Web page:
NEW YORK —- The 82nd annual Macy’s Thanksgiving Day Parade wound its way through Manhattan streets under sunny skies on Thursday, as thousands of marchers carried giant balloons past throngs of holiday revelers cheering them along the route.
Quincy Kersbergen of Wyckoff, N.J., found a prime viewing spot – perched on a police barricade near the beginning of the parade – and proclaimed herself a big fan of a giant dog balloon.
“This is just fantastic!” the 11-year-old Kersbergen said. “So amazing to be here in person! I’m just so excited about today!”
New to the revelry this year were Buzz Lightyear , the square-jawed, action-figure astronaut from the 1995 film ” Toy Story ,” Horton, the compassionate elephant of Dr. Seuss books, and a five-story Smurf, a blue, gnome-like creature popularized by a TV show that began in 1981. Old favorites like Kermit and the Energizer Bunny are also back.
About 3.5 million spectators were expected to view the parade in person, and 50 million more to watch it on television. The 2.5-mile route wound from Central Park to Herald Square , in front of Macy’s flagship store.
Crews on Wednesday inflated the 13 giant balloons and 31 smaller ones. Each giant balloon requires more than 5,000 cubic feet of helium.
Among the smaller balloons was a newcomer that pays tribute to graffiti artist Keith Haring , who died in 1990. The parade also was to feature 28 floats, 10 marching bands and performances by Miley Cyrus , Trace Adkins , James Taylor and the Radio City Rockettes.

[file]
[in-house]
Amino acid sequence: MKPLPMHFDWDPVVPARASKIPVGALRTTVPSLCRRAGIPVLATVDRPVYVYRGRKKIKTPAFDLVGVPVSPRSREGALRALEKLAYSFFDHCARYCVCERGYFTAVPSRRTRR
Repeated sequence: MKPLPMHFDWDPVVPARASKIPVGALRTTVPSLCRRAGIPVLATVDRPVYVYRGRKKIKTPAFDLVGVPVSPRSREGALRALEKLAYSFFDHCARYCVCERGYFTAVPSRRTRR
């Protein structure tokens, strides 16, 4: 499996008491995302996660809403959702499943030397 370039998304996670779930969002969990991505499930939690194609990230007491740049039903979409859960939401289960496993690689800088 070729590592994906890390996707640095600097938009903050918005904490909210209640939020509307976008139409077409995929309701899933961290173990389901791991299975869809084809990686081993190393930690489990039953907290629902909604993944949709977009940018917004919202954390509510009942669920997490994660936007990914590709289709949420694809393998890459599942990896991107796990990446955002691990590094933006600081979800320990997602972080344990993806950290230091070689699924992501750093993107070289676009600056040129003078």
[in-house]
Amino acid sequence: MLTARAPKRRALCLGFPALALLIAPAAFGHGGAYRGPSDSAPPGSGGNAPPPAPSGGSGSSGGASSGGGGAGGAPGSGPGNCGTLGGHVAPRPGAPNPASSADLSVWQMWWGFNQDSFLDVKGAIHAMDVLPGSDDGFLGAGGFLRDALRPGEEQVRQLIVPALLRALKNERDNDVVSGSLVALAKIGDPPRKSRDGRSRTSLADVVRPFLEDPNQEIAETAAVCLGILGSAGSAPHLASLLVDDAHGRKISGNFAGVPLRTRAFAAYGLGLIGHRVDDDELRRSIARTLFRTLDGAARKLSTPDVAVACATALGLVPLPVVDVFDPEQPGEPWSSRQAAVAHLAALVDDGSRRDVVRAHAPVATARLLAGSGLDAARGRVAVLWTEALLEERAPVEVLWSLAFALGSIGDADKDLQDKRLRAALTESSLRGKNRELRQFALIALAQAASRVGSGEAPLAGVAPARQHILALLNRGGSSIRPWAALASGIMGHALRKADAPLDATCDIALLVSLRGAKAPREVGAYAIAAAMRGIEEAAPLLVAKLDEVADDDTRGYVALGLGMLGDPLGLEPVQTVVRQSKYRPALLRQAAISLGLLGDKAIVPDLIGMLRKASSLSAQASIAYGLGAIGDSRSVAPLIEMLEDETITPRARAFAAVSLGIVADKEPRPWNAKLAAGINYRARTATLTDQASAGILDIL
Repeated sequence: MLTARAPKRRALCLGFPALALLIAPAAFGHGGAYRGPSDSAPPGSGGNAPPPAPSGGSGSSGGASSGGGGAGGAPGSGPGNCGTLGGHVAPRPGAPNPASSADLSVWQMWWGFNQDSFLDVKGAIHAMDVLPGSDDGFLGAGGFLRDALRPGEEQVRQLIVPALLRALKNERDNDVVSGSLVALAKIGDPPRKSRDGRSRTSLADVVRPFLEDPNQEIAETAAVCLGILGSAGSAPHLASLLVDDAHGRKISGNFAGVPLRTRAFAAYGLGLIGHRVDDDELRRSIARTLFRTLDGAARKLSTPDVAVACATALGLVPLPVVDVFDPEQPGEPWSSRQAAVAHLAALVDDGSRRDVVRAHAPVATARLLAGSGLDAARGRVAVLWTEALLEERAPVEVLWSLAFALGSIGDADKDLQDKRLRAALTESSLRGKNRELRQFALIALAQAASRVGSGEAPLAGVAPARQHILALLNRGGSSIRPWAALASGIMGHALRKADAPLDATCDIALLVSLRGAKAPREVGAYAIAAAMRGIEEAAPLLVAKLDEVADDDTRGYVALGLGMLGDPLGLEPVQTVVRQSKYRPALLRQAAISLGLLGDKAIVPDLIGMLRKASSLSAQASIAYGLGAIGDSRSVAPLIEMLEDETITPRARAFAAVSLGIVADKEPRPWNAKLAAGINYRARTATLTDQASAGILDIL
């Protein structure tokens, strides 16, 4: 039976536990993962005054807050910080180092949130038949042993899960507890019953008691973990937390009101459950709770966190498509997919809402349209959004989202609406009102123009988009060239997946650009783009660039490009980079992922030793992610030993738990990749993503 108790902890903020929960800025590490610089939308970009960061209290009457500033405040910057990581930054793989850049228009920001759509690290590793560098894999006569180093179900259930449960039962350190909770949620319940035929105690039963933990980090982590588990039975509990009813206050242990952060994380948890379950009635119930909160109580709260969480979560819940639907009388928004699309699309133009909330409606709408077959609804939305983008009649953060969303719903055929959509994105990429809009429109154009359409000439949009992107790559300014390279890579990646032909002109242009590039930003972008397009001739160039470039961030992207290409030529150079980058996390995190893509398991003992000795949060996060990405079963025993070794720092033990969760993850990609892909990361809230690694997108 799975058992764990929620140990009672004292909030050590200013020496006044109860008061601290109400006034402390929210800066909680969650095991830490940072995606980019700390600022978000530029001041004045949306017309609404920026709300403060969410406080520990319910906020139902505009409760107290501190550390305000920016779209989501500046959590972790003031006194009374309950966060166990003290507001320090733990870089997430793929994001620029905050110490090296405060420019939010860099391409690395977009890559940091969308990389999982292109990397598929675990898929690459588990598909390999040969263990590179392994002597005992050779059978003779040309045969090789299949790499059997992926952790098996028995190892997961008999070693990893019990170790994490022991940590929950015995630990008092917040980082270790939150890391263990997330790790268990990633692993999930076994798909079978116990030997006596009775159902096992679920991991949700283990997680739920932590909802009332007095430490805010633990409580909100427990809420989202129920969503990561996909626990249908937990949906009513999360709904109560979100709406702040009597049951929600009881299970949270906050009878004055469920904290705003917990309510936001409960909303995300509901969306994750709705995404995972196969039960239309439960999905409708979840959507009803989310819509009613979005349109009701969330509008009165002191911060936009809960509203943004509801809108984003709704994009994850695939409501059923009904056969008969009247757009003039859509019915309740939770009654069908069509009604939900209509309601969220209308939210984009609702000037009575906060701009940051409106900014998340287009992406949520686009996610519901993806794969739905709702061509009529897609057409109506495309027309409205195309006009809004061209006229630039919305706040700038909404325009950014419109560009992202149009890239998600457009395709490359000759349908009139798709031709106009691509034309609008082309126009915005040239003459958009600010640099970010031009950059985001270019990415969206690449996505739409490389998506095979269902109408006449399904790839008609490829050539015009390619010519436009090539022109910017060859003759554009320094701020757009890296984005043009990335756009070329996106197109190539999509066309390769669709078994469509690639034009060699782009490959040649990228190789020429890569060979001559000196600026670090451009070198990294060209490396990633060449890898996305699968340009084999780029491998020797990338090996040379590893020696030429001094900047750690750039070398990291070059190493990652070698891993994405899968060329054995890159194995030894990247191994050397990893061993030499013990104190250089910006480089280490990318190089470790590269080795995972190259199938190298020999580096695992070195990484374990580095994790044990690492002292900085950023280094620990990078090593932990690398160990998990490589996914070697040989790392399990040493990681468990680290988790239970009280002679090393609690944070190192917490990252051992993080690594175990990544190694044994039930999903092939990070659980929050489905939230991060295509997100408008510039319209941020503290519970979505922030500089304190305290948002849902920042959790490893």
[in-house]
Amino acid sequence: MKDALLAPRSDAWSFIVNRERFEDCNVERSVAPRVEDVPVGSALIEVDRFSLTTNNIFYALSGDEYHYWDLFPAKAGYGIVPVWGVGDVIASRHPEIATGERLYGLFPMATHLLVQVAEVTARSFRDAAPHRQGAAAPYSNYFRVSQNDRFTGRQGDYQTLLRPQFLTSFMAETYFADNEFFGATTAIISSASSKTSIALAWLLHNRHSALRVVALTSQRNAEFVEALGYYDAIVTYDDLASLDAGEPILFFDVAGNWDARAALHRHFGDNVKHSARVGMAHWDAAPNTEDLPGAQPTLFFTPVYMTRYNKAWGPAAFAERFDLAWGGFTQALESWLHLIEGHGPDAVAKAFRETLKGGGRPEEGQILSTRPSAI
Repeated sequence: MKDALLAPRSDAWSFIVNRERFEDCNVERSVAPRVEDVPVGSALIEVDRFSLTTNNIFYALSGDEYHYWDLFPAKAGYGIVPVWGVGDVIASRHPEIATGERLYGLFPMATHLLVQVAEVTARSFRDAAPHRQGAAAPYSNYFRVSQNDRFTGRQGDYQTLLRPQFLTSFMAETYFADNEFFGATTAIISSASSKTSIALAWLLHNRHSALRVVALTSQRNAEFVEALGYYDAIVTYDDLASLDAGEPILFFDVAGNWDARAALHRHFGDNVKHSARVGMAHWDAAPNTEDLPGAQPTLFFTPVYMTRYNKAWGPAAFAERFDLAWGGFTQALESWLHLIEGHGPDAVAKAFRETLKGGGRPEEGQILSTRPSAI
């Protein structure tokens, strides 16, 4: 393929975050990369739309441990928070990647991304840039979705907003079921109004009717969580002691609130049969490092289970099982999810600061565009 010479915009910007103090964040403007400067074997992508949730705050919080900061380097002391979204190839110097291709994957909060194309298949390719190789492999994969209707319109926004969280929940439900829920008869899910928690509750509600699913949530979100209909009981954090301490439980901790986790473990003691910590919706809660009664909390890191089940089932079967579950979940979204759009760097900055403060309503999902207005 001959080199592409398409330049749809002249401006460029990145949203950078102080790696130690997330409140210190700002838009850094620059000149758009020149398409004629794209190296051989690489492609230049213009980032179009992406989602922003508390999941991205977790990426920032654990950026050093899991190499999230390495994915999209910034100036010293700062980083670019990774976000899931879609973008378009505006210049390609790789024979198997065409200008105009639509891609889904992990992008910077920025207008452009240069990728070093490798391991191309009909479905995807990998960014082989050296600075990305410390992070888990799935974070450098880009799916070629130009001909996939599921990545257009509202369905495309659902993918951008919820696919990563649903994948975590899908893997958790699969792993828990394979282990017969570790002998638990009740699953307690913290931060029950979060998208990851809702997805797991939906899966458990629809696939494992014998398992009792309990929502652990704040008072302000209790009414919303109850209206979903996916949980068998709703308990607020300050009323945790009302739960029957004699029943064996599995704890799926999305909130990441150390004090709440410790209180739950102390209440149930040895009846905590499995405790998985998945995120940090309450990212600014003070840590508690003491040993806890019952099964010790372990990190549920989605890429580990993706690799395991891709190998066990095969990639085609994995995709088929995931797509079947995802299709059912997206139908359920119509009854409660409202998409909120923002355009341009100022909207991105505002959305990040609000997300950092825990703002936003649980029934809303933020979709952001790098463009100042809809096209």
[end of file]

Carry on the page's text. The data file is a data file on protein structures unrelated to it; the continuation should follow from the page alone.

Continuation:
“She’s just the coolest!” 6-year-old Isabella Muccio said of Cyrus.
At a staging area near Macy’s, people milled around in costumes: clowns, cowboys, pirates, chefs – someone carrying a fake pie the size of a Christmas wreath.
“I’m so excited! … The crowds, just seeing it in person!” said parade-goer Phyllis Grodnicki of Plainsboro, N.J.
The parade, which began in 1924 and was canceled for two years during World War II, also provides a coveted yearly spotlight for Broadway productions. This year, cast members of “Hair,” ” In the Heights ,” ” The Little Mermaid ,” “South Pacific” and ” Irving Berlin’s White Christmas ” were slated to perform.
In Detroit , thousands braved near-freezing temperatures in hats, mittens and scarves to stake prime spots to view the city’s parade, which has been held for more than 80 years.
Harry Vanuden, a 45-year-old Chrysler LLC worker, said he was grateful to still have his job this Thanksgiving . He’s among 200 remaining employees at Chrysler’s Mack engine plant in Detroit. Two years ago, Vanuden said they numbered 1,500.
“I’ve been a toolmaker for 26 years,” said Vanuden, who lives in the Detroit suburb of Warren. “You hope for the best. I’m just thankful I’m still there.”
His 13-year-old daughter Kelsey was excited at the prospect of seeing the Warren Cousino High School marching band , which she hopes to join when she starts at the school next fall.
Kelly Smith, 44, and her husband Tom, 46, brought their 4-year-old daughter Annalise to her first Thanksgiving Day parade.
“We’re just happy with what we have, and we’re hopeful the economy will rebound,” Smith said.
For many Americans, the day promised football games and family dinners with too much food on the table.
The seven Endeavour astronauts and three space station crew members also planned a traditional Thanksgiving dinner, but unlike families on Earth, they were poised to float – not sit down – for their feast at the joined space shuttle- international space station complex.
On the menu were smoked turkey that’s ready to be heated and freeze-dried green beans and cornbread dressing in need of water injections before they’re served.
Some 220 miles below, President George W. Bush was spending Thanksgiving at his Camp David retreat, thankful for his almost-expired “privilege of serving as the president.” President-elect Barack Obama was staying in Chicago to “have a whole bunch of people over to the house” and squeeze in some Christmas shopping.